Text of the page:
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Protectionism blamed in demise of NEC Computers Europe

Microscope contributor

Former staff at NEC Computers UK have accused management at the European headquarters in France of protectionism and a disregard for other operations in the region, which they claim ultimately cost them their jobs.

Last month, the Japanese corporate confirmed that it was halting PC production in Europe and withdrawing from the market as it could no longer compete against global giants Hewlett-Packard, Dell and Acer.

This has resulted in 12 out of 16 UK staff losing their full time positions - they are working out a notice period - with the remainders focusing on building NEC's enterprise infrastructure and services business.

MicroScope understands that four staff will remain in the UK and three in Holland but around 80 French staff will remain with the organisation, figures defined by the employment council based at HQ.

"HQ in France has mucked up the operations across Europe because of its protectionist attitude," said one NEC employee, "for a start we should have moved production years ago."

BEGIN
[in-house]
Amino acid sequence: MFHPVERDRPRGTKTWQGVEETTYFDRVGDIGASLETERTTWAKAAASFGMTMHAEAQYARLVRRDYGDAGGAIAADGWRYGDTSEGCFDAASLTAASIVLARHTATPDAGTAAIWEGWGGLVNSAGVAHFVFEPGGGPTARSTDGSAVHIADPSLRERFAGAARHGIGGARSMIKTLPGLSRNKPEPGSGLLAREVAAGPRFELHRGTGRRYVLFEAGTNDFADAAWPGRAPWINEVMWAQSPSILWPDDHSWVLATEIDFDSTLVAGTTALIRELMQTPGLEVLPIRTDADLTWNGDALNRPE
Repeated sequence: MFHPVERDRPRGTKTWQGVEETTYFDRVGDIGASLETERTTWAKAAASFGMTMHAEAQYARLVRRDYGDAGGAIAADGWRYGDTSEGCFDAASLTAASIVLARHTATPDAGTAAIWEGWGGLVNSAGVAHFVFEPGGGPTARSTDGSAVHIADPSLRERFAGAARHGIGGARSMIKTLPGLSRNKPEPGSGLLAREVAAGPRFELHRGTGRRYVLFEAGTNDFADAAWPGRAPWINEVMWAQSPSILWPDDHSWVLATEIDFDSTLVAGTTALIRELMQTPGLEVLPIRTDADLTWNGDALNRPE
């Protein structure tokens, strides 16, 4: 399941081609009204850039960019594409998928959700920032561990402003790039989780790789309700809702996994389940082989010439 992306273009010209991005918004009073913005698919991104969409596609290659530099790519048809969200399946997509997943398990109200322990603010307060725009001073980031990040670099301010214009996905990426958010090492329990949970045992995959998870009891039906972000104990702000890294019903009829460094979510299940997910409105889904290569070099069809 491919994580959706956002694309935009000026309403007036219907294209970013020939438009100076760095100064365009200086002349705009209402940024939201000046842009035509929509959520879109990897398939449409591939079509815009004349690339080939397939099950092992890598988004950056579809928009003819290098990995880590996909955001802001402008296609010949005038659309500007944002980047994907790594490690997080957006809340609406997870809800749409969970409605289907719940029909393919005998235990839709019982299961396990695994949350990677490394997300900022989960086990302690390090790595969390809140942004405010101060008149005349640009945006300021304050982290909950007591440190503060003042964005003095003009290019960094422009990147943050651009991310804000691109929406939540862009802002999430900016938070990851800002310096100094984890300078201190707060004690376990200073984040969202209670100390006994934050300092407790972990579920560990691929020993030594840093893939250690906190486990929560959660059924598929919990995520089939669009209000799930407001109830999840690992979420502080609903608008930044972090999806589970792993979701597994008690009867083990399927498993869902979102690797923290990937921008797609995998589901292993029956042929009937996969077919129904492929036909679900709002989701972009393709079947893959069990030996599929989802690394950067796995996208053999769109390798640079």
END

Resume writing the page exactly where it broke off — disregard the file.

Another bone of contention is that the systems assembled in France were done so with corporate customers in mind, whereas the education space accounted for the lion's share of UK sales.

"The production set was kept for the requirements of the market in France instead of building products that were relevant to us, there were some very poor decisions made," said another former staffer.

Given the current state of the PC market, NEC Computers was fighting against the tide, could not hope to better the volumes generated by the largest PC vendors and put channel action plans in place too late.

In the summer of 2008, NEC moved to a 100% indirect strategy to build scale in its PC business unit, but certain customers wanted to maintain a direct relationship even though their purchasing strength did not warrant it.

"We tried to turn the ship around but it was too little too late," said a source.

Today, Reuters confirmed that NEC Computers is mirroring its move in Europe and pulling out of the market in the Asia Pacific region.

NEC was unavailable to comment

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